Diners will be rewarded for their courage at this yokai-loving restaurant.
And yet, we’ll admit to recently being intimidated by a bowl of ramen.
We came across this spine-chilling ramen while in Kyoto. Specifically, we were in the city’s Ichijodori district, which is the setting for many tales of yokai, ghostly spirits and monstrous apparitions that often appear in Japanese folklore. As we walked along the street, we spotted a poster advertising something called, appropriately enough, yokai ramen.
The unusual dish is served by a casual restaurant called Inoue, the entrance to which is guarded by a kasa obake, a yokai that disguises itself as a folding paper umbrella in order to prey on travelers careless enough to pick it up on rainy nights.
Still, the kasa obake wasn’t too scary, so we bravely stepped inside and ordered a bowl of yokai ramen. Priced at 750 yen (US$6.50), the yokai ramen is pretty affordable…and also pretty terrifying.
Depending on the recipe used, ramen broth usually ranges in hue from light tan to an almost crimson deep brown. The broth of the yokai ramen, though, is pitch-black. It’s so dark as to make you feel a little nervous eating it, as though it’s somehow a reflection of your darkest, most hidden secret shames.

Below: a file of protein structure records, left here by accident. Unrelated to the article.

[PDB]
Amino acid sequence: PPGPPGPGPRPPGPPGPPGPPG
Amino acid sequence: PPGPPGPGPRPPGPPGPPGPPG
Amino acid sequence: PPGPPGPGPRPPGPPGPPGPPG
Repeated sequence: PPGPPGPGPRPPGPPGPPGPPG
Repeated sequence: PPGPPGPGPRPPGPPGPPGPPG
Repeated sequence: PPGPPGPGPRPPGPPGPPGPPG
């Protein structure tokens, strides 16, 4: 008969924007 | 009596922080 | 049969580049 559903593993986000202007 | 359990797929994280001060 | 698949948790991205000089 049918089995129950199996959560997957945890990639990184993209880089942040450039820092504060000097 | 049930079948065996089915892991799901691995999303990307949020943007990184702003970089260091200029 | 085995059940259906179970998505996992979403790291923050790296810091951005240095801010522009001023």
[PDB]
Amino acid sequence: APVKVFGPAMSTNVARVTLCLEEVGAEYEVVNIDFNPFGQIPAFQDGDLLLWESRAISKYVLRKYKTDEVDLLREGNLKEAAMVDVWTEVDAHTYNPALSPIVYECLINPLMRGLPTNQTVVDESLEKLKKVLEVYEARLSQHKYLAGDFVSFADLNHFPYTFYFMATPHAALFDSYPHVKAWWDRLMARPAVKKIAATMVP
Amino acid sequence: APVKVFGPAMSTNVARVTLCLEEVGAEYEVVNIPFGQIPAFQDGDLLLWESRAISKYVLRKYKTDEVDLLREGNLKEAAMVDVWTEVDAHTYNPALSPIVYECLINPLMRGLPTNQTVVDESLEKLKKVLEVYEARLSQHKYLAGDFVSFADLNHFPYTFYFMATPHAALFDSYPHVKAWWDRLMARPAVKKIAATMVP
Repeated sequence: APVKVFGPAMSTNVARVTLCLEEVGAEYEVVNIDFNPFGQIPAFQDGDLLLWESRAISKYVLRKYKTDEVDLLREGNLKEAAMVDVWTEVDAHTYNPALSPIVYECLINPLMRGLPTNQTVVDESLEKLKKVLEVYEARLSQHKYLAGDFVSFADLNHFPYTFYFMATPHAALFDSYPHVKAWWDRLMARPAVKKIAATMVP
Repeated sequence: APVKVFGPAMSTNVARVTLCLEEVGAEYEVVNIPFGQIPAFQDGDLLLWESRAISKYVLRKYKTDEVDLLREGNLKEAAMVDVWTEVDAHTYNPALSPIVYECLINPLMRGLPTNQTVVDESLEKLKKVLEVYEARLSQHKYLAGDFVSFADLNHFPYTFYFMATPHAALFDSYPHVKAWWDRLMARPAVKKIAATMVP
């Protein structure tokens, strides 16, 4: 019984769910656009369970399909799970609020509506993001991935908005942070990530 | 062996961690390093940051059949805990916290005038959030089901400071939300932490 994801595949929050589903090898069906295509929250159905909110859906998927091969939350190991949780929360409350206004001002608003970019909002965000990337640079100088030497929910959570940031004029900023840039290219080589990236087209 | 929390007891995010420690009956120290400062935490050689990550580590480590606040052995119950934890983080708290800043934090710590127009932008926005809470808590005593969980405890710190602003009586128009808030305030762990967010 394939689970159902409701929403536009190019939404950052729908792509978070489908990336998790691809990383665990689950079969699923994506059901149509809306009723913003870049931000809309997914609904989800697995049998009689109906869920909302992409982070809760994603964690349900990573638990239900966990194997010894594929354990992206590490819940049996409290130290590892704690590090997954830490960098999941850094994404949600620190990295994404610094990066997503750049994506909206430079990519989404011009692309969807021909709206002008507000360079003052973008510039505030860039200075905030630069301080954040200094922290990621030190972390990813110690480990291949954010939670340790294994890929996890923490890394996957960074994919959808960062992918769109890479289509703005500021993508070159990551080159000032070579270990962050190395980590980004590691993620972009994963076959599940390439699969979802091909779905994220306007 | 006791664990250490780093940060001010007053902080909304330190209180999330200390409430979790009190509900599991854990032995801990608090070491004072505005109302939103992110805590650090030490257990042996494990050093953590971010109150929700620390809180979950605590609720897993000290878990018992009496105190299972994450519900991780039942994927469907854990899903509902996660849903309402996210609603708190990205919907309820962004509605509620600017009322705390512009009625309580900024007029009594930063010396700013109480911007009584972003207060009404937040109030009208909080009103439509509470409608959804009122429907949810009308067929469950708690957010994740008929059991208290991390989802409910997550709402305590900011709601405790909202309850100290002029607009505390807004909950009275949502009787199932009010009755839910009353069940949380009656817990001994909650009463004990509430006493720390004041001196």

Also shocking: the purple noodles.
Still, this wasn’t our first time to try unusually colored ramen. As a matter of fact, we’ve enjoyed blue ramen on multiple occasions, so rather than dismiss the yokai ramen out of hand, we gave it a try, and were immediately glad we did.
In contrast to its frightening appearance, the yokai ramen is actually pretty mild in taste, with a clean, refreshing finish to is flavor profile. We asked the restaurant staff what gives the broth its dark shade, and they informed us that it comes from bamboo charcoal, the same ingredient used in Japan’s famous black hamburgers. The noodles, meanwhile, get their color from the use of gardenia flower extract, meaning there are no artificial food colorings used in the dish.
There’s also a generous dusting of paprika, but not so much as to overpower your tongue with spiciness after you stir it into the broth. As far as toppings go, there’s chashu pork (always a must with ramen), leeks, and, for an especially gourmet touch, shiitake mushroom slices.
While yokai were originally presented as bone-chilling specters, modern Japan admits that some of them actually look kind of silly, and this changing attitude has manifested in kid-friendly yokai franchises such as the GeGeGe no Kitrao and Yo-kai Watch anime series. So maybe it’s fitting that Inoue’s yokai ramen actually is a lot friendlier to the palate than it initially appears to be.
Inoue / お食事処 いのうえ
Address: Kyoto-fu, Kyoto-shi, Kamigyo-ku, Onmae Ichijo Nishi-iru, Tenjin Sujikaku
Open 11 a.m.-2:30 p.m., 5:30 p.m.-9 p.m.
[ Read in Japanese ]